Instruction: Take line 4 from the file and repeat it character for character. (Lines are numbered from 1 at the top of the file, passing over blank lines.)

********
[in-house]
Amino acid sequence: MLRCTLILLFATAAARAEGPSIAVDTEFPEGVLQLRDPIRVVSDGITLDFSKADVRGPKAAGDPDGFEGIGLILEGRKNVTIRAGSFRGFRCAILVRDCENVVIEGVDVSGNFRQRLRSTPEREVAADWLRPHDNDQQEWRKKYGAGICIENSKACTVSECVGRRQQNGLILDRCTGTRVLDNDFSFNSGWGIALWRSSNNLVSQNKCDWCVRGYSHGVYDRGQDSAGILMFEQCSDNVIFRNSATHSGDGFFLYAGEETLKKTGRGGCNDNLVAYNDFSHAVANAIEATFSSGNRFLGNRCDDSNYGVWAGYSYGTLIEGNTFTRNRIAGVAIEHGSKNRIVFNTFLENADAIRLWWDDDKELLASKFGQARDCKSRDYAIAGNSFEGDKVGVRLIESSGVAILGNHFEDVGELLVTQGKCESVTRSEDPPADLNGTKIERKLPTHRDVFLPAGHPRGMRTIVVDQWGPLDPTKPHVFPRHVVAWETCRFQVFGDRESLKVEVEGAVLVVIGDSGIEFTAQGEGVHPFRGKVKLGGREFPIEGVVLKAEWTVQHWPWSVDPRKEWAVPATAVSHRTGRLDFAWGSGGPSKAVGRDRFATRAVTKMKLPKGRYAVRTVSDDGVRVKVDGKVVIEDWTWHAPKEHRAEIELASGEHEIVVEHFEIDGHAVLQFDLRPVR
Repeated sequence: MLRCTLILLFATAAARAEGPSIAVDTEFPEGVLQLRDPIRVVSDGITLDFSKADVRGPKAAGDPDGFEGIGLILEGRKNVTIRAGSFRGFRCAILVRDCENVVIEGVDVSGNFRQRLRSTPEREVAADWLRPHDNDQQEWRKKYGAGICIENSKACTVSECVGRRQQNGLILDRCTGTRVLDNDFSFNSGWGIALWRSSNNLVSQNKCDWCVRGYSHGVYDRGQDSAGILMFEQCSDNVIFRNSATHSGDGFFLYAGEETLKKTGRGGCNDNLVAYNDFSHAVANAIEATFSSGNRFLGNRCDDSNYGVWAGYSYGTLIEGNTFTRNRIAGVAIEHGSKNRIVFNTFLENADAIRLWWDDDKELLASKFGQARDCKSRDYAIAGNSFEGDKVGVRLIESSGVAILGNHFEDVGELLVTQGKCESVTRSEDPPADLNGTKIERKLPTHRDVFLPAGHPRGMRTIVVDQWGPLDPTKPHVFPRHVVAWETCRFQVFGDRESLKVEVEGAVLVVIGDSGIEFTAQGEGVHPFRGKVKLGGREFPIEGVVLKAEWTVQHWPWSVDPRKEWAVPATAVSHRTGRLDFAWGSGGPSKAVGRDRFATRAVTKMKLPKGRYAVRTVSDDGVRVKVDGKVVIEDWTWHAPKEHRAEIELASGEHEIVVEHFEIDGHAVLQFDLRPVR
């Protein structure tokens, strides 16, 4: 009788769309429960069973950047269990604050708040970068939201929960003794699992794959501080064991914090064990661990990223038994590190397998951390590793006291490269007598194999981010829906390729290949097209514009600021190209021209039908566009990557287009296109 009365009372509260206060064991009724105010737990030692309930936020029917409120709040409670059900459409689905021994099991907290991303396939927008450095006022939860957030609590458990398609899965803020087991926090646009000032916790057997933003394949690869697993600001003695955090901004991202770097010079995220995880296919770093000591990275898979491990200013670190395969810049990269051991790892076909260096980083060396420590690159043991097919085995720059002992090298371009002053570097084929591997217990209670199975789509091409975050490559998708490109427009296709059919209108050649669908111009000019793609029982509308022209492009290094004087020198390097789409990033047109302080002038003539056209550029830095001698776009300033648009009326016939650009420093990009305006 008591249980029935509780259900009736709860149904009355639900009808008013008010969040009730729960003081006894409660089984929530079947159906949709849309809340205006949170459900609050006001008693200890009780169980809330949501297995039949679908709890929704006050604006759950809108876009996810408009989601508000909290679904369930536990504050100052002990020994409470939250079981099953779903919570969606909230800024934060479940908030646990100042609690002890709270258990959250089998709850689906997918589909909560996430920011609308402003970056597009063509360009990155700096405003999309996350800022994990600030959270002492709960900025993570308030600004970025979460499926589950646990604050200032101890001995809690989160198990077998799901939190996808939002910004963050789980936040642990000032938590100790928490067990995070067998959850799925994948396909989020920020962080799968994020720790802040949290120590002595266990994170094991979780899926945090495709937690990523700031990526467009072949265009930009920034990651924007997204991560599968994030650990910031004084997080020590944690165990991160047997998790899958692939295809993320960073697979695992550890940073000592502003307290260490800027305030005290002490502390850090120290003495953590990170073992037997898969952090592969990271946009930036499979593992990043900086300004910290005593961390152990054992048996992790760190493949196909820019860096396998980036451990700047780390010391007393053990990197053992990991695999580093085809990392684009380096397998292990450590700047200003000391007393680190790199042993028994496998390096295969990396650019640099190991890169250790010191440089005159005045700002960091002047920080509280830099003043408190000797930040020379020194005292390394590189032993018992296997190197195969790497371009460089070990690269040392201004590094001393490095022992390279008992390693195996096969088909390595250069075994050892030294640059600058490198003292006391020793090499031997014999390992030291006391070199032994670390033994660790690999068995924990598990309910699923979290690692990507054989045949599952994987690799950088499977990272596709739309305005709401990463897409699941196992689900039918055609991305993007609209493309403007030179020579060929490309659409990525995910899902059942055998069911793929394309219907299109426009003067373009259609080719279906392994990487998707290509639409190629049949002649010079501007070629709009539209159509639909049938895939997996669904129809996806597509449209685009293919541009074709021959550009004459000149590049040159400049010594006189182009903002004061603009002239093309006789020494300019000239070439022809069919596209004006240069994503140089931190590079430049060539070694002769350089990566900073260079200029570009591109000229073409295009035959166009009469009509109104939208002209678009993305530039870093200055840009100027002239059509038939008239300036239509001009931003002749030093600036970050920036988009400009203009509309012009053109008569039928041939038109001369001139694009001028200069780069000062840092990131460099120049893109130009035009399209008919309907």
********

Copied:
């Protein structure tokens, strides 16, 4: 009788769309429960069973950047269990604050708040970068939201929960003794699992794959501080064991914090064990661990990223038994590190397998951390590793006291490269007598194999981010829906390729290949097209514009600021190209021209039908566009990557287009296109 009365009372509260206060064991009724105010737990030692309930936020029917409120709040409670059900459409689905021994099991907290991303396939927008450095006022939860957030609590458990398609899965803020087991926090646009000032916790057997933003394949690869697993600001003695955090901004991202770097010079995220995880296919770093000591990275898979491990200013670190395969810049990269051991790892076909260096980083060396420590690159043991097919085995720059002992090298371009002053570097084929591997217990209670199975789509091409975050490559998708490109427009296709059919209108050649669908111009000019793609029982509308022209492009290094004087020198390097789409990033047109302080002038003539056209550029830095001698776009300033648009009326016939650009420093990009305006 008591249980029935509780259900009736709860149904009355639900009808008013008010969040009730729960003081006894409660089984929530079947159906949709849309809340205006949170459900609050006001008693200890009780169980809330949501297995039949679908709890929704006050604006759950809108876009996810408009989601508000909290679904369930536990504050100052002990020994409470939250079981099953779903919570969606909230800024934060479940908030646990100042609690002890709270258990959250089998709850689906997918589909909560996430920011609308402003970056597009063509360009990155700096405003999309996350800022994990600030959270002492709960900025993570308030600004970025979460499926589950646990604050200032101890001995809690989160198990077998799901939190996808939002910004963050789980936040642990000032938590100790928490067990995070067998959850799925994948396909989020920020962080799968994020720790802040949290120590002595266990994170094991979780899926945090495709937690990523700031990526467009072949265009930009920034990651924007997204991560599968994030650990910031004084997080020590944690165990991160047997998790899958692939295809993320960073697979695992550890940073000592502003307290260490800027305030005290002490502390850090120290003495953590990170073992037997898969952090592969990271946009930036499979593992990043900086300004910290005593961390152990054992048996992790760190493949196909820019860096396998980036451990700047780390010391007393053990990197053992990991695999580093085809990392684009380096397998292990450590700047200003000391007393680190790199042993028994496998390096295969990396650019640099190991890169250790010191440089005159005045700002960091002047920080509280830099003043408190000797930040020379020194005292390394590189032993018992296997190197195969790497371009460089070990690269040392201004590094001393490095022992390279008992390693195996096969088909390595250069075994050892030294640059600058490198003292006391020793090499031997014999390992030291006391070199032994670390033994660790690999068995924990598990309910699923979290690692990507054989045949599952994987690799950088499977990272596709739309305005709401990463897409699941196992689900039918055609991305993007609209493309403007030179020579060929490309659409990525995910899902059942055998069911793929394309219907299109426009003067373009259609080719279906392994990487998707290509639409190629049949002649010079501007070629709009539209159509639909049938895939997996669904129809996806597509449209685009293919541009074709021959550009004459000149590049040159400049010594006189182009903002004061603009002239093309006789020494300019000239070439022809069919596209004006240069994503140089931190590079430049060539070694002769350089990566900073260079200029570009591109000229073409295009035959166009009469009509109104939208002209678009993305530039870093200055840009100027002239059509038939008239300036239509001009931003002749030093600036970050920036988009400009203009509309012009053109008569039928041939038109001369001139694009001028200069780069000062840092990131460099120049893109130009035009399209008919309907």